The results can be used in different ways. First, you can browse the results and use filters to focus on a specific test.

For example, the following chart presents results of a specific test - persisting simple entity objects in batches of 5000 per transaction:

Second, you can view result summary for:

For example, the following chart presents the results of SQLite in the benchmark (with Hibernate and EclipseLink):

Finally, you can produce a head to head comparison of any two tested combinations, e.g. comparison of Hibernate with Derby in server mode vs embedded mode:

JPA Database Comparison

The Benchmark Program

Let me explain a little about the main criteria I used in creating the benchmark. First, it should work with any JPA 2 implementation. To avoid influence of specific code for specific implementations on the results - exactly the same code (standard JPA) must be used for all the tested implementations.

Second, the benchmark should work with any database with JPA support and it should be able to generate separate results for every combination of tested JPA/DBMS, e.g. Hibernate/MySQL, Hibernate/PostgreSQL, EclipseLink/MySQL, etc.

Third, the tests should be easy to run and easy to configure and it also has to be easy to add new tests.

In addition, the benchmark has to be open source. On the site, you can download the full sources for all the tests, try them yourself, view and critique the code.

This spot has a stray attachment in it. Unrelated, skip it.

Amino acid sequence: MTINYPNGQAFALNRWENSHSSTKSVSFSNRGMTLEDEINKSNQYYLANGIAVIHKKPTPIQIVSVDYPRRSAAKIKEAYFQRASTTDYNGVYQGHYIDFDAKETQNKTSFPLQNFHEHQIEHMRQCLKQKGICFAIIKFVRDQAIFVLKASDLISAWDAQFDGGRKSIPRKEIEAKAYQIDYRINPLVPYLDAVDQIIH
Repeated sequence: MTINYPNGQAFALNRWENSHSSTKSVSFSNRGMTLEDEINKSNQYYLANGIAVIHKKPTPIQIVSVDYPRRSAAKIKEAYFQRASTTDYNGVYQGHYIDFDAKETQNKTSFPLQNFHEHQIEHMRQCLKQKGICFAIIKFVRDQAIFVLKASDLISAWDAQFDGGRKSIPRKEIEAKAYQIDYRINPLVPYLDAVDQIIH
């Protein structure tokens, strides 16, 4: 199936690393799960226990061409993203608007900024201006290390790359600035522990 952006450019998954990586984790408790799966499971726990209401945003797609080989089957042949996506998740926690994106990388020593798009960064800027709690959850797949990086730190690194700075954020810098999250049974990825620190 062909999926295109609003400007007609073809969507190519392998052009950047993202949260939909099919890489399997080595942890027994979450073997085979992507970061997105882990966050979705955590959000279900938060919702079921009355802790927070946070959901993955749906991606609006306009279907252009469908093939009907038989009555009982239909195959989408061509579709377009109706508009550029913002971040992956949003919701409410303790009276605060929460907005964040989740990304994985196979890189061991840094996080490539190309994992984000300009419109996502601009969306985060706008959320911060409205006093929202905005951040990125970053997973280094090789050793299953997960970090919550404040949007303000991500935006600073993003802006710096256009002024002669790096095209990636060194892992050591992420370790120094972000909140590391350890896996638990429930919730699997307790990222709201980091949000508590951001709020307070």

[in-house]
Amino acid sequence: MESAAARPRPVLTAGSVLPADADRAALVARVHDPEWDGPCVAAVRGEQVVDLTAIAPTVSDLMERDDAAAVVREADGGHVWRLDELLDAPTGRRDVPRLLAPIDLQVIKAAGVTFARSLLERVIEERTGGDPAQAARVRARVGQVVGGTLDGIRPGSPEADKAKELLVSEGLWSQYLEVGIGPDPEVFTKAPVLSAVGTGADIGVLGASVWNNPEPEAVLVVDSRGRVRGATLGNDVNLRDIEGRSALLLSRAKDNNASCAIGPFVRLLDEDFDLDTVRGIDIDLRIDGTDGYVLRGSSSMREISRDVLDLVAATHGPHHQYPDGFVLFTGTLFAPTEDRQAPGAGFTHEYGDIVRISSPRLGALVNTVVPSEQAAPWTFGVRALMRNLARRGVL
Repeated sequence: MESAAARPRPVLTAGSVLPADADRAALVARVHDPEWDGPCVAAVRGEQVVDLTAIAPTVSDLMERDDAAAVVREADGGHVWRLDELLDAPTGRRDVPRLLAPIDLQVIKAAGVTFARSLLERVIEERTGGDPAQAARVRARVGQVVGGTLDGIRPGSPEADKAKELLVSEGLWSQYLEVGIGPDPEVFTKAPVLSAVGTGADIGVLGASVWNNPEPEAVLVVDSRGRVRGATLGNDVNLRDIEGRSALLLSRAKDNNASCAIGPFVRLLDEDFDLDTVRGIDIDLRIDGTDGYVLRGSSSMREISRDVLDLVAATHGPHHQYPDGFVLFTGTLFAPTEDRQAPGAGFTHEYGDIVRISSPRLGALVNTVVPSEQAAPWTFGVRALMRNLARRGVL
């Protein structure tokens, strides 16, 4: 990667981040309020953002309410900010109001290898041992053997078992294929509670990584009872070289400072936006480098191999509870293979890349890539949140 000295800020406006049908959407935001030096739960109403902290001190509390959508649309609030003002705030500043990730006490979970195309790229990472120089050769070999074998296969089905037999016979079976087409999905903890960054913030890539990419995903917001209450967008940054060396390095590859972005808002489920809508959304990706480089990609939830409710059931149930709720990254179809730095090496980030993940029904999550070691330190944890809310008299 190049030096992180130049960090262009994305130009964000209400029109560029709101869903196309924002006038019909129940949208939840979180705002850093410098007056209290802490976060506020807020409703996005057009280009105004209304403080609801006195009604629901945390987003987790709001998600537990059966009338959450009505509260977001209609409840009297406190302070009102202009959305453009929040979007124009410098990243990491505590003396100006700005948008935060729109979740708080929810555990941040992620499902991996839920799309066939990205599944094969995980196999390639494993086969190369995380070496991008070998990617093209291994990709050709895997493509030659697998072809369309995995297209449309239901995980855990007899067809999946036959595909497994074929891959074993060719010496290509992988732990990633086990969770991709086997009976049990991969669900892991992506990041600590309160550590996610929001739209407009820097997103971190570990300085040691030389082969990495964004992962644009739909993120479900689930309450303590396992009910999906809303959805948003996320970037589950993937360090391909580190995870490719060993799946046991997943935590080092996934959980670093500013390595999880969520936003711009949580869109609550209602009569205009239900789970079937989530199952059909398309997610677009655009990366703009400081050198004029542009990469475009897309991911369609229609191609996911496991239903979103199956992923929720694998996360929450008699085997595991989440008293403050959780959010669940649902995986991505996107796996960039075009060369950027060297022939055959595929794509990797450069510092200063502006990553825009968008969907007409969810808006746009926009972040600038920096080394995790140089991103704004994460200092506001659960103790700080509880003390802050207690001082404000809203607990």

More details are provided in the Test Description and FAQ pages.

ObjectDB Performance

One of the clear outcomes of this testing is that ObjectDB outperforms the other JPA/DBMS combinations often by an order of magnitude. These results initially startled me.

"Haha", I hear you mutter. "He would say that". It’s a reasonable response -- after all, I created the tests.

The key point is that the tests are open, transparent and the source is available. Please run the tests yourself and verify the results. There’s no magic there – I want to get as much feedback and make it as fair as possible.

When I started selling ObjectDB in 2003, I didn't attach too much importance to performance. The original purpose of developing ObjectDB was merely to provide an easy to use database that can store objects (and graphs of objects) with no need for object relational mapping.